Central Nervous System

Central Nervous System

Tonix is committed to developing therapeutics that improve the lives of patients suffering from chronic, often overlooked conditions, with a focus on central nervous system (CNS) disorders. Relying on in-house discovery as well as external collaborations, Tonix has transformed into a company that now includes biologic product candidates, in addition to small molecule drug candidates, targeting an array of CNS disorders.


Fibromyalgia (FM) is a chronic pain disorder that is understood to result from amplified sensory and pain signaling within the central nervous system. FM afflicts an estimated 6-12 million adults in the U.S.1, approximately 90% of whom are women. Symptoms include chronic widespread pain, nonrestorative sleep, fatigue, and morning stiffness. Other associated symptoms include cognitive dysfunction and mood disturbances, including anxiety and depression. Individuals suffering from fibromyalgia struggle with their daily activities, have impaired quality of life, and frequently are disabled.

1 American Chronic Pain Association (www.theacpa.org, 2019)
Vincent A, Lahr BD, Wolfe F, Clauw DJ, Whipple MO, Oh TH, Barton DL, St Sauver J. Prevalence of fibromyalgia: a population-based study in Olmsted County, Minnesota, utilizing the Rochester Epidemiology Project. Arthritis Care Res (Hoboken). 2013;65(5):786-92.
Robinson RL. Kroenke K, Mease P, Williams DA, Chen, Y, D’Souza D, Wohlreich, M, McCarberg, B. Burden of illness and treatment patters for patients with fibromyalgia. Pain Medicne, 2012; 13:1366-1376.


Long COVID or Post-Acute Sequelae of COVID-19 (PASC), is a condition that survivors of COVID-19 infection experience at varying degrees. It is a chronic disabling condition that is expected to result in a significant global health and economic burden.1 The symptoms include intense fatigue, fevers, sleep problems, pain, and cognitive issues (“brain fog”). Post infection, many patients experience one or many of the symptoms of Long COVID: some patients have initial symptoms that become prolonged; others manifest entirely new syndromes that impact more than one system or organ. According to a recent publication in the Journal of American Medical Association (JAMA), over 1 in 10 healthcare workers who had recovered from COVID-19 were still coping with at least one moderate to severe symptom eight months later.2 Studies have reported that persistence of symptoms following SARS-CoV-2 infection occurs in more than 13% of patients.3 There is currently no approved drug for the treatment of Long COVID.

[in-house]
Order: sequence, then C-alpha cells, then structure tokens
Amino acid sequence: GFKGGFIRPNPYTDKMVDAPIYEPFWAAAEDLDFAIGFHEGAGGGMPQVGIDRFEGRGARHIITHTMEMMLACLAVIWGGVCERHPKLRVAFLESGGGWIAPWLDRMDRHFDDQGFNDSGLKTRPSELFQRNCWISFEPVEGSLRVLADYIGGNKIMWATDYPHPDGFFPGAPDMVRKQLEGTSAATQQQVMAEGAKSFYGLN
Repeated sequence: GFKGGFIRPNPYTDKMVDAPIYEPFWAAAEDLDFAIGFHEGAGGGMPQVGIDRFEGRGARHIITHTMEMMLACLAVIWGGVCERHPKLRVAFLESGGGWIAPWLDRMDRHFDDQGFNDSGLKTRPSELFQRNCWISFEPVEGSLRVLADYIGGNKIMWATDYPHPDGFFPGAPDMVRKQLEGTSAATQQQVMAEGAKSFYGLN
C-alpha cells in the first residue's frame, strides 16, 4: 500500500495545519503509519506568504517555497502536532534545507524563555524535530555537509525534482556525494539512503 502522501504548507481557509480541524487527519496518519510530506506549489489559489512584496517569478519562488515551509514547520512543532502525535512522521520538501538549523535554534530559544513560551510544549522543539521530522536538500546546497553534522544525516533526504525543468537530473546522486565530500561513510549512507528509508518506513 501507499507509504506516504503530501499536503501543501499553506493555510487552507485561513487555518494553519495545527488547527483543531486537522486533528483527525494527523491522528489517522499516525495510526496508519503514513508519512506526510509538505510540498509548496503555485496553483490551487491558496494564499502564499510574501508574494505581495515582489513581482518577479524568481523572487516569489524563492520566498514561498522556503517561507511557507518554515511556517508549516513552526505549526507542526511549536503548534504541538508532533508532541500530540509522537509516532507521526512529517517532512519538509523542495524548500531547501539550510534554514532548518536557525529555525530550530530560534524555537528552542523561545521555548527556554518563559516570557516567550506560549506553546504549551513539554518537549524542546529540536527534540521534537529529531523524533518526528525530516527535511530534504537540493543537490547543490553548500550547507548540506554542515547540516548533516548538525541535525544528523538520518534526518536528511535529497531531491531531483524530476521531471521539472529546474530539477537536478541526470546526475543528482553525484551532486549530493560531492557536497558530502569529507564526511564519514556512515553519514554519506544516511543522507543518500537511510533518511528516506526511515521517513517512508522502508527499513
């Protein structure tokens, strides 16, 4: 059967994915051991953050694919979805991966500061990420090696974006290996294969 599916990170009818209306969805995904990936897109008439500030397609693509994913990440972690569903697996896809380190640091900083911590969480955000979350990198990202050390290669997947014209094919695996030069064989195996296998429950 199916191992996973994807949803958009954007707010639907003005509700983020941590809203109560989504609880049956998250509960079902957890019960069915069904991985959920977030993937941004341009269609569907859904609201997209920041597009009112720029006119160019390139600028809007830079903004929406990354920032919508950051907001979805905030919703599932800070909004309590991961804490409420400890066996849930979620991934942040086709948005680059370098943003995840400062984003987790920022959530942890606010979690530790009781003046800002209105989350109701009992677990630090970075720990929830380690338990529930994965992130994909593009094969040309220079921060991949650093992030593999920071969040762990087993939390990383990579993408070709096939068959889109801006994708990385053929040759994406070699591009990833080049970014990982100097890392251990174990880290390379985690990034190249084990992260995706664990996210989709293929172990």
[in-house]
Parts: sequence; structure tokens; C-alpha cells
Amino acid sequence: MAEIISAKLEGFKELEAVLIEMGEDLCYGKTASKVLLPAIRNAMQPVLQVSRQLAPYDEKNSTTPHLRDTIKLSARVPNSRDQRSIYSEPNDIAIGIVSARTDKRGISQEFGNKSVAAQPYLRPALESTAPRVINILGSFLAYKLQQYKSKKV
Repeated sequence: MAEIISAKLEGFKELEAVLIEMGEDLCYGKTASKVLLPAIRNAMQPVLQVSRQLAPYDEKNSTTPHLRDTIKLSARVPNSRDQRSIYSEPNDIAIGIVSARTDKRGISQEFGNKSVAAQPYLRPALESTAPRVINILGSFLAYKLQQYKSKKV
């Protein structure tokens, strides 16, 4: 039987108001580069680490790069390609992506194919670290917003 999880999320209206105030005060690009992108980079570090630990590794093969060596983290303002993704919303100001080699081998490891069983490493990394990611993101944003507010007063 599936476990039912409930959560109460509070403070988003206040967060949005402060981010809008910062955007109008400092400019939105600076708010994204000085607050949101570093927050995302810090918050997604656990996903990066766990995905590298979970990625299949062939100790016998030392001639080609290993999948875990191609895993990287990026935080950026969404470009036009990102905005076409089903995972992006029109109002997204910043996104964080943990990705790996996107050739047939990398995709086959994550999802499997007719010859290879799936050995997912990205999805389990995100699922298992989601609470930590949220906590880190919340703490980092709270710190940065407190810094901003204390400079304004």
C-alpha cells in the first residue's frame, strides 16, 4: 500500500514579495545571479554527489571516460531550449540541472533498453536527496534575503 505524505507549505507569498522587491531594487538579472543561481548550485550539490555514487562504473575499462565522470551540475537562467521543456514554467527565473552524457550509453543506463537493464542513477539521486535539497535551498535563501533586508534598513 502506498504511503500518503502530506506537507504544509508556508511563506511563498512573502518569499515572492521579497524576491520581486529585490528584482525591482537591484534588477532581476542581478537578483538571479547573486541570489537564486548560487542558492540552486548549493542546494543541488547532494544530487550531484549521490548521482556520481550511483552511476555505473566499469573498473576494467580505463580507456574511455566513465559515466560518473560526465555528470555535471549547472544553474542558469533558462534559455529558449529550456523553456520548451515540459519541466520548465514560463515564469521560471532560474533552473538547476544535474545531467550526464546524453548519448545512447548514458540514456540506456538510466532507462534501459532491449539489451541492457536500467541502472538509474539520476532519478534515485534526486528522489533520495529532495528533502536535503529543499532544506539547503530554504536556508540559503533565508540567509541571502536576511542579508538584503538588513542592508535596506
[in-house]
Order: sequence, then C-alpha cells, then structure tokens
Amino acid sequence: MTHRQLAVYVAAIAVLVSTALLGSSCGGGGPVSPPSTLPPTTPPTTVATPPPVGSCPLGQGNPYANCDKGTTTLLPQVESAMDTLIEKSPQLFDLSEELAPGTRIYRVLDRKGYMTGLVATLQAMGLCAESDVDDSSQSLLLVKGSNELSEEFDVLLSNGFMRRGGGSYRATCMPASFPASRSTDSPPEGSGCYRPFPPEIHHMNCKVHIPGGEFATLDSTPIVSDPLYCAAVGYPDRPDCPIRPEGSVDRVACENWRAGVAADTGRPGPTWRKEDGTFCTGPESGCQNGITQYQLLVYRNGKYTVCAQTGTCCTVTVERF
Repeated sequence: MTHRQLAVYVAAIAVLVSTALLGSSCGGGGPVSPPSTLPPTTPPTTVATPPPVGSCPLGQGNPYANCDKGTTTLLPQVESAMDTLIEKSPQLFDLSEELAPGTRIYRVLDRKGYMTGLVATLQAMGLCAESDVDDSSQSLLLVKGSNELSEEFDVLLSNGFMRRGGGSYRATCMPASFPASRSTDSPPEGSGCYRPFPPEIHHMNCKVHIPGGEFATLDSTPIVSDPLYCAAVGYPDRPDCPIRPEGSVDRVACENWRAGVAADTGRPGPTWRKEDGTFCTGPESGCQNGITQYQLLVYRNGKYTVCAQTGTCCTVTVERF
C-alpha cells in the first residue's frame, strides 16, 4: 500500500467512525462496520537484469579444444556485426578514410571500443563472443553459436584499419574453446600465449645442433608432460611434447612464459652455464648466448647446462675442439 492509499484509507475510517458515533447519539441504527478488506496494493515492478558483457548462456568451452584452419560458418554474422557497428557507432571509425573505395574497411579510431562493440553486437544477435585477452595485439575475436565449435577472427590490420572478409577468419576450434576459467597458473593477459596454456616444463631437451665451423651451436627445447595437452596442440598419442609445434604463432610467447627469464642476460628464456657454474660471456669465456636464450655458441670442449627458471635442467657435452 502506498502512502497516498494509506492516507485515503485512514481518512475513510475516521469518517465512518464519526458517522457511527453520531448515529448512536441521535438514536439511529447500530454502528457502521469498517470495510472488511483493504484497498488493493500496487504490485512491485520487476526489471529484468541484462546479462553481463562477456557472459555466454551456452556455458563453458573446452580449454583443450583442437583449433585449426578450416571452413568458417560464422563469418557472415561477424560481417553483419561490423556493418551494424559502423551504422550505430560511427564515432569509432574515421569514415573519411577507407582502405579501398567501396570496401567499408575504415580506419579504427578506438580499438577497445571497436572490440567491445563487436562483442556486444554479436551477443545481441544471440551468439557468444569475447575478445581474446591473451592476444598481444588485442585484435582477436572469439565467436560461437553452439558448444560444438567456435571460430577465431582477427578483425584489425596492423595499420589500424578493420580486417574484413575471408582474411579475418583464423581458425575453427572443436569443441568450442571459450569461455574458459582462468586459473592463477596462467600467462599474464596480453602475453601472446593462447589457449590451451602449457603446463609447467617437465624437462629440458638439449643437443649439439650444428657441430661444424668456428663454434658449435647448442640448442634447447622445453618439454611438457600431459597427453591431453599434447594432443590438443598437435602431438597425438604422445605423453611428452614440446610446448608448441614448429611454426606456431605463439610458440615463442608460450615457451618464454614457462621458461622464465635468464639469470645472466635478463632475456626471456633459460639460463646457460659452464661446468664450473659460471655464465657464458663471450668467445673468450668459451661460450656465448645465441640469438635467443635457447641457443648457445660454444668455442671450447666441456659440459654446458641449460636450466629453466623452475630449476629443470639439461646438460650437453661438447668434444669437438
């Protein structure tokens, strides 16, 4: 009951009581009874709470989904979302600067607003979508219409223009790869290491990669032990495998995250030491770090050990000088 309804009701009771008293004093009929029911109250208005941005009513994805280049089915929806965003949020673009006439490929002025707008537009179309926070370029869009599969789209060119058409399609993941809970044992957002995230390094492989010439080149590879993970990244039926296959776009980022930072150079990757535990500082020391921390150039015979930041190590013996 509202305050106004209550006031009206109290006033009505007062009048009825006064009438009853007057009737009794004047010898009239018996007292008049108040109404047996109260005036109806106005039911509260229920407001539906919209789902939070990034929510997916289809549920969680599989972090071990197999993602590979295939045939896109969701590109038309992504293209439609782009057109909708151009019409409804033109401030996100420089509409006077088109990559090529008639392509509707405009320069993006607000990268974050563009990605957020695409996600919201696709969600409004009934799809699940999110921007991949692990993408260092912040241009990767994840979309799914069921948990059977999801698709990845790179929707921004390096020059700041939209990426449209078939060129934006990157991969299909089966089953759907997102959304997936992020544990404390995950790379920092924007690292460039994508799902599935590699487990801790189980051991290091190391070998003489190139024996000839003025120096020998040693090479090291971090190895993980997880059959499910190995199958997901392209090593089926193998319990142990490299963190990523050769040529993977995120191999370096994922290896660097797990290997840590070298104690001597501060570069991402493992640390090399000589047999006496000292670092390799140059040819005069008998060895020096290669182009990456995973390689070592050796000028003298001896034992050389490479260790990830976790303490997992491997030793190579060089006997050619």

1 Briggs, Andrew, and Anna Vassall. “Count the cost of disability caused by COVID-19.” (2021): 502-505.
Symptoms and functional impairment assessed 8 Months after mild COVID-19 among health care workers. Havervall S, Rosell A, Phillipson M, Mangsbo SM, Nilsson P, Hober S, Thålin C. JAMA. 2021 Apr 7.
3September 1, 2022- CDC – https://www.cdc.gov/coronavirus/2019-ncov/long-term-effects/index.html

Cocaine Intoxication